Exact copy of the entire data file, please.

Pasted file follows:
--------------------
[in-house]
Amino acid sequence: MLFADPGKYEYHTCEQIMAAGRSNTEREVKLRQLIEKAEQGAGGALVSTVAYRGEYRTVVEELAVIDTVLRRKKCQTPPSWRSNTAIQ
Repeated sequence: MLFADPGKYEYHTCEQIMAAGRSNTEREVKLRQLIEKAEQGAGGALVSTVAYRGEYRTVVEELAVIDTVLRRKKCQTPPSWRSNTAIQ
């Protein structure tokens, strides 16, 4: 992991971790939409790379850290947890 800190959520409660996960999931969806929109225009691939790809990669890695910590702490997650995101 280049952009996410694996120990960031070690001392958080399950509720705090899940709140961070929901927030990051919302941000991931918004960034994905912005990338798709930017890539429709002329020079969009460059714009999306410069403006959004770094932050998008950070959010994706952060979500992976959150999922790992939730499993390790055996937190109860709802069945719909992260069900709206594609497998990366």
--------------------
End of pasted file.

[in-house]
Amino acid sequence: MLFADPGKYEYHTCEQIMAAGRSNTEREVKLRQLIEKAEQGAGGALVSTVAYRGEYRTVVEELAVIDTVLRRKKCQTPPSWRSNTAIQ
Repeated sequence: MLFADPGKYEYHTCEQIMAAGRSNTEREVKLRQLIEKAEQGAGGALVSTVAYRGEYRTVVEELAVIDTVLRRKKCQTPPSWRSNTAIQ
């Protein structure tokens, strides 16, 4: 992991971790939409790379850290947890 800190959520409660996960999931969806929109225009691939790809990669890695910590702490997650995101 280049952009996410694996120990960031070690001392958080399950509720705090899940709140961070929901927030990051919302941000991931918004960034994905912005990338798709930017890539429709002329020079969009460059714009999306410069403006959004770094932050998008950070959010994706952060979500992976959150999922790992939730499993390790055996937190109860709802069945719909992260069900709206594609497998990366």